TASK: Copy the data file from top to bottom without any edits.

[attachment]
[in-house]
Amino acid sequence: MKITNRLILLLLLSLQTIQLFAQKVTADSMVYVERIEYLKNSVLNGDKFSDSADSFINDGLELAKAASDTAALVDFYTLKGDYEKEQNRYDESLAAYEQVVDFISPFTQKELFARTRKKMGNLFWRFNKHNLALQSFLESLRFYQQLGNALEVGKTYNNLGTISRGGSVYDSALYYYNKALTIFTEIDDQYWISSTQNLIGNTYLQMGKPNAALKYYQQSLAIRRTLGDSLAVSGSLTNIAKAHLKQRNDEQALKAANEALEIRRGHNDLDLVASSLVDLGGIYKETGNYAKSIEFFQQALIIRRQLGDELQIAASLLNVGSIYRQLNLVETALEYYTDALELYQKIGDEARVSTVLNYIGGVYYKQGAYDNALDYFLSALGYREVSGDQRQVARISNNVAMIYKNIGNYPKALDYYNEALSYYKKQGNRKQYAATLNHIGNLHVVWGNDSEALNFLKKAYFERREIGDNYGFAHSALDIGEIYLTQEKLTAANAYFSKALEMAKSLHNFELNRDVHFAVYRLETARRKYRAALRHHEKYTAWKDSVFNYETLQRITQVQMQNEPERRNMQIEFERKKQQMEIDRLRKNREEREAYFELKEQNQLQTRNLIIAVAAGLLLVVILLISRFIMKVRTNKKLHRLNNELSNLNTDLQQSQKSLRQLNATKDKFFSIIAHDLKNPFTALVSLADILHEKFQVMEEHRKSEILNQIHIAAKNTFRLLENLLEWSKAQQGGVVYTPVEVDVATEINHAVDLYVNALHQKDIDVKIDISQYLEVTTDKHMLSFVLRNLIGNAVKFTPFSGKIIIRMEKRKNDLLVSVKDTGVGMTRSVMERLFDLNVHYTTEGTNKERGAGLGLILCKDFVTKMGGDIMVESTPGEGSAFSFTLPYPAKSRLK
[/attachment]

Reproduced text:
[in-house]
Amino acid sequence: MKITNRLILLLLLSLQTIQLFAQKVTADSMVYVERIEYLKNSVLNGDKFSDSADSFINDGLELAKAASDTAALVDFYTLKGDYEKEQNRYDESLAAYEQVVDFISPFTQKELFARTRKKMGNLFWRFNKHNLALQSFLESLRFYQQLGNALEVGKTYNNLGTISRGGSVYDSALYYYNKALTIFTEIDDQYWISSTQNLIGNTYLQMGKPNAALKYYQQSLAIRRTLGDSLAVSGSLTNIAKAHLKQRNDEQALKAANEALEIRRGHNDLDLVASSLVDLGGIYKETGNYAKSIEFFQQALIIRRQLGDELQIAASLLNVGSIYRQLNLVETALEYYTDALELYQKIGDEARVSTVLNYIGGVYYKQGAYDNALDYFLSALGYREVSGDQRQVARISNNVAMIYKNIGNYPKALDYYNEALSYYKKQGNRKQYAATLNHIGNLHVVWGNDSEALNFLKKAYFERREIGDNYGFAHSALDIGEIYLTQEKLTAANAYFSKALEMAKSLHNFELNRDVHFAVYRLETARRKYRAALRHHEKYTAWKDSVFNYETLQRITQVQMQNEPERRNMQIEFERKKQQMEIDRLRKNREEREAYFELKEQNQLQTRNLIIAVAAGLLLVVILLISRFIMKVRTNKKLHRLNNELSNLNTDLQQSQKSLRQLNATKDKFFSIIAHDLKNPFTALVSLADILHEKFQVMEEHRKSEILNQIHIAAKNTFRLLENLLEWSKAQQGGVVYTPVEVDVATEINHAVDLYVNALHQKDIDVKIDISQYLEVTTDKHMLSFVLRNLIGNAVKFTPFSGKIIIRMEKRKNDLLVSVKDTGVGMTRSVMERLFDLNVHYTTEGTNKERGAGLGLILCKDFVTKMGGDIMVESTPGEGSAFSFTLPYPAKSRLK